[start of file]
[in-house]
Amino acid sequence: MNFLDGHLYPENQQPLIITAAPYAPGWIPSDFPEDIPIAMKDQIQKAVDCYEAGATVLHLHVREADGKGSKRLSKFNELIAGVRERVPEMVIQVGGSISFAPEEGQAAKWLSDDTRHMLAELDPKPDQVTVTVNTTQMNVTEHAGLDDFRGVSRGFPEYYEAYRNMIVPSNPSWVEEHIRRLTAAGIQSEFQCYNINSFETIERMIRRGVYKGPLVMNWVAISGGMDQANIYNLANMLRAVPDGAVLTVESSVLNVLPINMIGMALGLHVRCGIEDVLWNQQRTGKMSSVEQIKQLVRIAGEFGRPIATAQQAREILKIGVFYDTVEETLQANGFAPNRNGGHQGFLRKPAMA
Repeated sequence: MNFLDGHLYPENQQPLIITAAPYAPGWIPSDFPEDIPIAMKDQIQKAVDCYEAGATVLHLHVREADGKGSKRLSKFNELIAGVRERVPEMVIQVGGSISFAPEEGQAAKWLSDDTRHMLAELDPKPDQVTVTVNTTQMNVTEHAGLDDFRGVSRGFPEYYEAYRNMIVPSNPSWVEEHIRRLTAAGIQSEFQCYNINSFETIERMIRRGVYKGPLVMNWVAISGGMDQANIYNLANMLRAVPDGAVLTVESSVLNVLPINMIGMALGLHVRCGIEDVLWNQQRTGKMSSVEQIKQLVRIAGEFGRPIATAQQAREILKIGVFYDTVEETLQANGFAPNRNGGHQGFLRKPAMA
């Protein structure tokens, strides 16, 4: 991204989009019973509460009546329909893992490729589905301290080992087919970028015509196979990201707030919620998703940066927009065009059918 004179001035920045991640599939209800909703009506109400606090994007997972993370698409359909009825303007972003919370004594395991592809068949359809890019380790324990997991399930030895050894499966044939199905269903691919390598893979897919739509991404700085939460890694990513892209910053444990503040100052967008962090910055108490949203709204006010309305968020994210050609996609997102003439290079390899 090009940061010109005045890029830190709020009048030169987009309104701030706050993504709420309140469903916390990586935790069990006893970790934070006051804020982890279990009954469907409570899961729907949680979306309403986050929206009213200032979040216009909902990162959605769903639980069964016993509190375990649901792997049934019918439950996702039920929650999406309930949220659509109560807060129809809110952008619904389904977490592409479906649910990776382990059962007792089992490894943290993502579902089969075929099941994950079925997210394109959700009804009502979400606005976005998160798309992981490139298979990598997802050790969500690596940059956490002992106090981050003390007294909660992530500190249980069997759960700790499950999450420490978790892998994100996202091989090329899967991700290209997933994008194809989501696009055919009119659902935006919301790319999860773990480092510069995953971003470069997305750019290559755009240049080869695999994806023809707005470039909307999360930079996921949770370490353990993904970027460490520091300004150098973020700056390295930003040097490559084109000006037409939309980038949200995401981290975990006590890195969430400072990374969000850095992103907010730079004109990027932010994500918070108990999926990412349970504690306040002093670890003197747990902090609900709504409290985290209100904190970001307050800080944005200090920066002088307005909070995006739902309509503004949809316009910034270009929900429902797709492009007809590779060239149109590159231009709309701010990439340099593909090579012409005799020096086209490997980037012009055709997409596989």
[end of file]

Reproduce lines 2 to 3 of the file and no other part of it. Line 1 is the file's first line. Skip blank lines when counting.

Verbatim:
Amino acid sequence: MNFLDGHLYPENQQPLIITAAPYAPGWIPSDFPEDIPIAMKDQIQKAVDCYEAGATVLHLHVREADGKGSKRLSKFNELIAGVRERVPEMVIQVGGSISFAPEEGQAAKWLSDDTRHMLAELDPKPDQVTVTVNTTQMNVTEHAGLDDFRGVSRGFPEYYEAYRNMIVPSNPSWVEEHIRRLTAAGIQSEFQCYNINSFETIERMIRRGVYKGPLVMNWVAISGGMDQANIYNLANMLRAVPDGAVLTVESSVLNVLPINMIGMALGLHVRCGIEDVLWNQQRTGKMSSVEQIKQLVRIAGEFGRPIATAQQAREILKIGVFYDTVEETLQANGFAPNRNGGHQGFLRKPAMA
Repeated sequence: MNFLDGHLYPENQQPLIITAAPYAPGWIPSDFPEDIPIAMKDQIQKAVDCYEAGATVLHLHVREADGKGSKRLSKFNELIAGVRERVPEMVIQVGGSISFAPEEGQAAKWLSDDTRHMLAELDPKPDQVTVTVNTTQMNVTEHAGLDDFRGVSRGFPEYYEAYRNMIVPSNPSWVEEHIRRLTAAGIQSEFQCYNINSFETIERMIRRGVYKGPLVMNWVAISGGMDQANIYNLANMLRAVPDGAVLTVESSVLNVLPINMIGMALGLHVRCGIEDVLWNQQRTGKMSSVEQIKQLVRIAGEFGRPIATAQQAREILKIGVFYDTVEETLQANGFAPNRNGGHQGFLRKPAMA